As it is Dyslexia Awareness Week, Rafan House is delighted to announce that we will shortly be opening a new Dyslexia and Neurodiversity Centre.
Dyslexia is still widely misunderstood. It can cause many frustrations for parents, teachers, lecturers and managers who are trying to help. Those with dyslexic thinking are also left frustrated as they cannot engage with the space and support offered. Everyone is left feeling like they are trying their best but nothing is working. This continual process of failure can be emotionally distressing for all.
The problem is in the failing of all parties to understand that they do not see the same thing conceptually and physically. A teacher telling a child to practice more, will make no difference if they are not perceiving the same material in the first place. To overcome this frustration, there needs to be a realisation that you are looking at something differently. You also need to have the vocabulary to ask the right questions to create that common understanding of what each other is engaging with.
For example, take a young boy who is struggling to read a book in class about a bee looking for flowers to make honey. The teacher tries to help him by asking questions about what he sees in the pictures. But his response is always different to all the other children. He talks about the flowers blowing in the wind and the clouds moving in the sky. The teacher begins to get frustrated as the child cannot comprehend the words or the images in the book. The young boy is also getting frustrated as he cannot seem to get it right. He is dyslexic, so the letters and pictures are moving on the page. What the teacher does not know, is the pictures are moving so much that the boy cannot see there is a bee on the page at all. However, if the boy was to be asked, “What do you think would happen if there was a bee in the picture?” he would be able to respond correctly. It is not that the child is stupid or cannot comprehend information. It is about understanding that dyslexic thinking means processing information differently. It is realising you need to ask different questions to figure out what the child is seeing or not seeing, then together you can engage in the same space. This story can be translated across many situations at home, school, university or the workplace.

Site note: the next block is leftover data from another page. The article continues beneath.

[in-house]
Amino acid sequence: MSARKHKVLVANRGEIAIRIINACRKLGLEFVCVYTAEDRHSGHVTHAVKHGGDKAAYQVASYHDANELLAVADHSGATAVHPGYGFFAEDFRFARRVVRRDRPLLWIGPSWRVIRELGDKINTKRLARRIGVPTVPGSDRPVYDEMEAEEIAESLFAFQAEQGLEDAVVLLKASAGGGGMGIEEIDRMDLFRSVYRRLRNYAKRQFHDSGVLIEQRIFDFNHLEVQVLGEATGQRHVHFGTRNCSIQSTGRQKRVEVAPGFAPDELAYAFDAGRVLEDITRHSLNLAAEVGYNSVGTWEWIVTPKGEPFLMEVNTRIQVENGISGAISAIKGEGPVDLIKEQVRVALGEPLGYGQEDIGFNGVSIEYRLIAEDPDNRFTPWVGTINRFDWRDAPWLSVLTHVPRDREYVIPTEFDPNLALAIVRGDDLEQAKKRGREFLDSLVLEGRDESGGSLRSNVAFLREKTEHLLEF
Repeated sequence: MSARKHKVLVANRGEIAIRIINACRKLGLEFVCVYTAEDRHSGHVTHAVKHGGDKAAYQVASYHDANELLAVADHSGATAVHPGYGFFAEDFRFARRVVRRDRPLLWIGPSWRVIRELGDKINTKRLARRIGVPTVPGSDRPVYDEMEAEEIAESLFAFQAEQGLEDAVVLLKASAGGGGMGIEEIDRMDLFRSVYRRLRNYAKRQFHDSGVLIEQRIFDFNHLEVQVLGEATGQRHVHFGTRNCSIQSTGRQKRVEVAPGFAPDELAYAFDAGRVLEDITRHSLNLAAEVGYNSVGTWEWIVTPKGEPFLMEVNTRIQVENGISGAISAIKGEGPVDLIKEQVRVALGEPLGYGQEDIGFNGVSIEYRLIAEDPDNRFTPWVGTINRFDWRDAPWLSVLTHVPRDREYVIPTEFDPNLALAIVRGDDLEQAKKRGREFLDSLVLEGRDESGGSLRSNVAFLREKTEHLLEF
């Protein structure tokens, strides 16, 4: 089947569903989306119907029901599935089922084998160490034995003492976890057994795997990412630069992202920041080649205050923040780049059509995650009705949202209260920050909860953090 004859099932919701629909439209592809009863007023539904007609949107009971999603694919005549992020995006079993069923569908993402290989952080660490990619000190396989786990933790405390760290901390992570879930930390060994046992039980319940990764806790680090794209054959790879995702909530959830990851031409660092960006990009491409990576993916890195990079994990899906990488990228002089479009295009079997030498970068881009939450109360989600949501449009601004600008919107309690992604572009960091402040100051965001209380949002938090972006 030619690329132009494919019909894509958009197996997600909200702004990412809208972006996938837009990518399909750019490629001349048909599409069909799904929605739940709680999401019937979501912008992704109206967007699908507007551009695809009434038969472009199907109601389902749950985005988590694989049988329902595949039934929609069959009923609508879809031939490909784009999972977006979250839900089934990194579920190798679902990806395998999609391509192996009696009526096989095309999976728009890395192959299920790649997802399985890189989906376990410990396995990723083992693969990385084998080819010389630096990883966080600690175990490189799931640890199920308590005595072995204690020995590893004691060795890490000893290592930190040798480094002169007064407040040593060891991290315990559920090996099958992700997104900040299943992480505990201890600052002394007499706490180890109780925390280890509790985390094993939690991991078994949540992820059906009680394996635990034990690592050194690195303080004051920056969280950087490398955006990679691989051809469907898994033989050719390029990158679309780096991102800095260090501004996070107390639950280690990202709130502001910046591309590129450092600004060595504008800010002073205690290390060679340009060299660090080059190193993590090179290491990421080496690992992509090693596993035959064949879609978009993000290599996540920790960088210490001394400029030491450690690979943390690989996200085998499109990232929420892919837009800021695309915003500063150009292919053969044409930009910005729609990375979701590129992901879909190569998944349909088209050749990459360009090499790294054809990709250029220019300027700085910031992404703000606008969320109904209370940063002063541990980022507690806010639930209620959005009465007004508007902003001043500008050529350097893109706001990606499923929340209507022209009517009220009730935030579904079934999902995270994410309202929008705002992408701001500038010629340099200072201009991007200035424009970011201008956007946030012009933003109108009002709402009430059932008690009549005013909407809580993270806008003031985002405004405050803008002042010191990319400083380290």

Advantages of Dyslexic Thinking
Tapping into the remarkable things that make dyslexic thinking can make an assignment or a workplace project phenomenal. Those with dyslexia have amazing skills in strategic thinking, storytelling, thinking in 3D images, problem-solving and visualising concepts. However, they have difficulties in reading, writing, spelling, navigating directions, telling the time and organisation. So how do we tap into these strengths and work on the areas of struggle?
Rafan House can help in this space. We are experienced specialists who understand the dyslexic state of mind.
Seminars for parents, teachers and organisations on:
Avoiding the homework clash
Transitioning from school
Getting through exams (11+ and others)
We can also support with:
A study mentor
A professional exam companion
Consultations for your child’s tutor
Get in touch to find out more.